The busy South Florida roads and highways you travel on daily had higher death tolls last year compared to 2011.
For the first time since 2005 and 2006, the number of people dying in traffic crashes went up in Broward and Palm Beach counties. The reasons could be an improving economy or just more distracted drivers, said traffic safety officials.
Lt. Tim Frith, a Florida Highway Patrol spokesman, said troopers are seeing more drivers busily using gadgets while speeding along.
"We see distracted driving changing people's driving habits," he said. "It's prevalent during the day and it has the characteristics of a DUI driver — driving a lot slower, tapping the breaks. When we pull alongside them, they are trying to text or talking on the cell phone."
As of Dec. 30, there were 171 traffic deaths in Broward County compared to 154 in 2011, an 11 percent increase, according to preliminary numbers from the Florida Highway Patrol. In Palm Beach County, traffic deaths went from 116 in 2011 to 136 last year, a 17 percent increase.
The bump in traffic deaths is a trend occurring across Florida as well as the nation. The National Highway Traffic Safety Administration showed the first nine months of 2012 — the latest figures available — had a 7.1 percent increase in traffic fatalities compared to the same time in 2011.
"It's huge," said state Rep. Irv Slosberg, D-Boca Raton, a longtime traffic safety advocate, about the South Florida numbers.
Safety officials say the improving economy means people who had cut back on driving during the Great Recession are back on the streets again going to shopping centers, movie theaters and restaurants.
Daily vehicle miles traveled, which shows how much people are driving, had been declining in Broward County since 2007, but they increased from 43,259,153 miles in 2010 to 43,295,870 miles in 2011.
Vehicle miles traveled continue to decline in Palm Beach County — 33,164,685 in 2010; 32,553,266 in 2011.
But Steve Polzin, a director at the University of South Florida's Center for Urban Transportation Research, said the slight increases in traffic can't explain the significant increase in traffic deaths that South Florida saw.
"That is high," he said. "It's not just more people driving. There are other things that are compounding this."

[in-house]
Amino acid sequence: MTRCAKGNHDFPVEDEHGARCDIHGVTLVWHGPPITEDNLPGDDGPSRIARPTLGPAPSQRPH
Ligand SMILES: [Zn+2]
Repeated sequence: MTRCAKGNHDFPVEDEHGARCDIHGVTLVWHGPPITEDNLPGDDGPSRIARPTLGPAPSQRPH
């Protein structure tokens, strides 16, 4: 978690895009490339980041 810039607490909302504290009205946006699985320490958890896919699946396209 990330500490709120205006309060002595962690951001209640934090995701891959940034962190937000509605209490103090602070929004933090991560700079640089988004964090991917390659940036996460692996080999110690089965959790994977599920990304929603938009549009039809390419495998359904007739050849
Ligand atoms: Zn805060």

Those things could be risky and reckless behavior, he said.
Part of the problem is there are no laws against distracted driving in Florida, Slosberg said. Florida is among a handful of states that don't have any restrictions on cell phone use or texting while driving.
"We should have addressed distracted driving in one shape or form," said Slosberg, who pointed out that no road safety laws have been passed in the state in the past two years. "Our state has gone backward in the last two years."
But he's hoping to make progress this year on legislation that would ban minors from using cell phones while driving whether they're texting or talking.
"Let's start somewhere," he said. "They're the ones who need it the most."
The other vulnerable road users are pedestrians, bicyclists and motorcyclists. While traffic deaths will be up across the board, these groups are particularly impacted, said Jonathan Adkins, a spokesman for the Governors Highway Safety Association.
Between 2010 and 2011, the number of bicyclists killed in Florida increased 57 percent. The number of motorcycle riders killed was up 18 percent and their passengers 15 percent.
Increasingly concerned about pedestrian and bicyclist deaths, the state launched a safety campaign in South Florida last year.
"It's great that people are seeking alternative forms of transportation," Adkins said. "We have to make sure our roads can accommodate them and our safety messages are reaching them."
Even with the increase last year, safety officials say they aren't worried unless the blip becomes a trend. Traffic deaths in South Florida and across the country are at historic lows.
Between 2006 and 2011, deaths from traffic crashes declined 37 percent in Broward County and 46 percent in Palm Beach County from 212 to 123.
Traffic fatalities had gotten so low, it's not unexpected that there could be an increase in one year, Adkins said.